TASD has been awarded funding from the Great Lakes Sediment and Nutrient Reduction Program to improve water quality of Lake Erie through ditch modification. TASD will be installing a two-stage ditch and riparian buffer strip along Wiregrass Ditch in the Lower Maumee Watershed in 2022.
TASD is a division of the State of Ohio tasked with mosquito control in Lucas County. Mosquito larvae thrive in still water such as abandoned swimming pools, storm sewers, standing floodwater, and unmanaged ditches. Since the 1940s, TASD has been reducing mosquito larval habitat in ditches via water management projects. With GLSNRP’s support, TASD endeavors to improve its water management program to not only reduce mosquitoes, but to reduce sediment and nutrient loads to our Great Lakes.
This event will present project plans, the importance of riparian buffers and two-stage ditches, and provide a platform for discussion between the community and project partners.
Water Management & Source Reduction for Mosquitoes
The Toledo Area Sanitary District practices, promotes, and firmly believes in utilizing integrated mosquito management (IMM) techniques for our operations. Utilizing IMM philosophies means that we approach the task of mosquito control from a holistic perspective: seeking to prevent and control mosquito populations at every possible level of their development. One branch of IMM is Water Management and Source Reduction to prevent standing water needed for mosquito larvae to survive. Large-scale reduction includes creating and maintaining ditches to ensure optimal water flow and has additional benefits for environmental health.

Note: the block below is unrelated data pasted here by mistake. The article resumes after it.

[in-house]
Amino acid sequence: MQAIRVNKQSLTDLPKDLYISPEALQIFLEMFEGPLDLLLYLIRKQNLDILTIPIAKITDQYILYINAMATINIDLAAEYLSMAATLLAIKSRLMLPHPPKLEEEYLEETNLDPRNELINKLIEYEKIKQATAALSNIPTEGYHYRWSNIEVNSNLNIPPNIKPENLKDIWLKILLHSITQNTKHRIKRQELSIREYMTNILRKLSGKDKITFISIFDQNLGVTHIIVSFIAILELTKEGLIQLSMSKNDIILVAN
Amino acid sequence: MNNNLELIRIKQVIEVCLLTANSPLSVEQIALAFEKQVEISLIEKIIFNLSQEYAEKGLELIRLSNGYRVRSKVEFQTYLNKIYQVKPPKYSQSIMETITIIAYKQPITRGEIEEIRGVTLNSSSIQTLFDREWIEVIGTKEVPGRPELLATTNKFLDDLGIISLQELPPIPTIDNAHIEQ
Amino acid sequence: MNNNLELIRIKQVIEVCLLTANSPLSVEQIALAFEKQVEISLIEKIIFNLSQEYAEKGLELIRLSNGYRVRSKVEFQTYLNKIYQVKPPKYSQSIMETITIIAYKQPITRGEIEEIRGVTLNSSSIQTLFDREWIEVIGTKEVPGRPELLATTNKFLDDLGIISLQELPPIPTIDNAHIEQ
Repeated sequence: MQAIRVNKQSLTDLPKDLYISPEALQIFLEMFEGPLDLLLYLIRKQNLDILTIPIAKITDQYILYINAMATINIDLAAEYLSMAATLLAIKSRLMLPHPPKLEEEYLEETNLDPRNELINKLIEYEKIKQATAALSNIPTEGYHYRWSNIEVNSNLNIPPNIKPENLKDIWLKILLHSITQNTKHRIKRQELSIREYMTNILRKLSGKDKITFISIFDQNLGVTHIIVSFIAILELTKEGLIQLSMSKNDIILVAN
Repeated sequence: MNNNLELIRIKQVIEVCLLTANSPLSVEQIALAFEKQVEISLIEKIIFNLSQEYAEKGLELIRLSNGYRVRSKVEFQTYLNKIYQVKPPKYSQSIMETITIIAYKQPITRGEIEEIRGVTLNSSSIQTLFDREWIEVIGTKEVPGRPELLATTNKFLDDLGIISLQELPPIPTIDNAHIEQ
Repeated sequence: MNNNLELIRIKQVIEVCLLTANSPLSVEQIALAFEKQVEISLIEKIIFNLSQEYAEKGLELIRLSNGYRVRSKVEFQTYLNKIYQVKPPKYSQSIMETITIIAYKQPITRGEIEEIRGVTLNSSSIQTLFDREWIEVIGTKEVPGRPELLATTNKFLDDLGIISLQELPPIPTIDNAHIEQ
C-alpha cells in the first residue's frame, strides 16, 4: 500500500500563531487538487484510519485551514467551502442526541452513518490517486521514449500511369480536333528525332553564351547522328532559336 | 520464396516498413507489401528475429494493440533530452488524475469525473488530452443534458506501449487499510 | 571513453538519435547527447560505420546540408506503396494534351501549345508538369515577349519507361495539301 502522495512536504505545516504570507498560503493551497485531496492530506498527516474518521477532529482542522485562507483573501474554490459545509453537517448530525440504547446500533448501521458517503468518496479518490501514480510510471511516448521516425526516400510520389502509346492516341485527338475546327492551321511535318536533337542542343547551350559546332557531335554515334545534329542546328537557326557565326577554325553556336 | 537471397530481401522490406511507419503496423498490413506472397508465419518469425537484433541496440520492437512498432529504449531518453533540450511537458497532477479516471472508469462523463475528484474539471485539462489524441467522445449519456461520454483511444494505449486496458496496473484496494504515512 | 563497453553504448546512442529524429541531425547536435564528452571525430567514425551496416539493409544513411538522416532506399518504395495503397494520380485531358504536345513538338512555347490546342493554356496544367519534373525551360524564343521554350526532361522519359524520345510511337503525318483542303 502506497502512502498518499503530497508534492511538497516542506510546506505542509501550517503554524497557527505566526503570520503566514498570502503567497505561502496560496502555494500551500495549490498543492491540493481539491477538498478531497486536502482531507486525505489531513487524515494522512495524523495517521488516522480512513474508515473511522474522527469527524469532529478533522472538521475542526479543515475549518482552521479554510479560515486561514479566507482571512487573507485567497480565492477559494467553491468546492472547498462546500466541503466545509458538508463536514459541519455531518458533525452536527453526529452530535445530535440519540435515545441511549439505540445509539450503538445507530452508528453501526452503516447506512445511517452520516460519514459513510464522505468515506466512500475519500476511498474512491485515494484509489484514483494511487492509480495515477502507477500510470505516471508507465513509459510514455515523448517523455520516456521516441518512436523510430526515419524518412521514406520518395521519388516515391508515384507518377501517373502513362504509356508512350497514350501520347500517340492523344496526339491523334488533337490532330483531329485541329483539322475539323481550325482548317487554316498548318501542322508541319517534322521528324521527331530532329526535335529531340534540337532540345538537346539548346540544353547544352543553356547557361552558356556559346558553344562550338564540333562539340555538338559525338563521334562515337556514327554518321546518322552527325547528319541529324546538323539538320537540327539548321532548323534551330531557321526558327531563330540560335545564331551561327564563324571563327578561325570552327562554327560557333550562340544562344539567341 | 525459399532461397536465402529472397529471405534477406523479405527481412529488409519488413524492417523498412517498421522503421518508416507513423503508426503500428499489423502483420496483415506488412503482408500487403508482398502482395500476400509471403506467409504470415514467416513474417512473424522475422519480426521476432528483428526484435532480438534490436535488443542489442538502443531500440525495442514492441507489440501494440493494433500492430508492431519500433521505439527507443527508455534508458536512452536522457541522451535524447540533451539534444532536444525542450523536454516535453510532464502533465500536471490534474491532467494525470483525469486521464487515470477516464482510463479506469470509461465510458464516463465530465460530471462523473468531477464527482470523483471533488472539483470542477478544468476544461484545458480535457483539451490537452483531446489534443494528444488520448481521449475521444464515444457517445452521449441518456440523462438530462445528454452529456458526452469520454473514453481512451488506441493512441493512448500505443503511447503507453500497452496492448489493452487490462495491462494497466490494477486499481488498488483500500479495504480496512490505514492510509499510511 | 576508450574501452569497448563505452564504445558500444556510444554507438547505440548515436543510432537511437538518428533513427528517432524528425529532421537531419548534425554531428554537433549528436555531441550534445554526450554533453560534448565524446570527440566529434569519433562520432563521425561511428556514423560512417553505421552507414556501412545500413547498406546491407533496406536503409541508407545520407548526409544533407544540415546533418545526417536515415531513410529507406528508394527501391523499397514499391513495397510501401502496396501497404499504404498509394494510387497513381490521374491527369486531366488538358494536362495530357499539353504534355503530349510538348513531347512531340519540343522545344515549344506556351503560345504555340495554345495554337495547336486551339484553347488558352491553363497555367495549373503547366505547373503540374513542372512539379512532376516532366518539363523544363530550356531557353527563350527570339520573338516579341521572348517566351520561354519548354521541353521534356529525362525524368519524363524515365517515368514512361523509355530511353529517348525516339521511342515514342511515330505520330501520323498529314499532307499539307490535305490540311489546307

At TASD, we promote two-stages compared to traditional ditches for their ability to amplify efforts and benefits with the use of a secondary level and native riparian plants. Learn about how our ditch service options could be beneficial to you.
Additional Environmental Benefits
- Prevents nutrient excess from reaching waterways and creating harmful algae blooms
- The use of native-riparian plants supports pollinators and creates wildlife habitats
- Helps natural waterways retain normal turbidity
- Functions of two-stage ditches improves over time with vegetation growth
This material is based upon work supported by the Natural Resources Conservation Service, U.S. Department of Agriculture, under number NR213A750013C001
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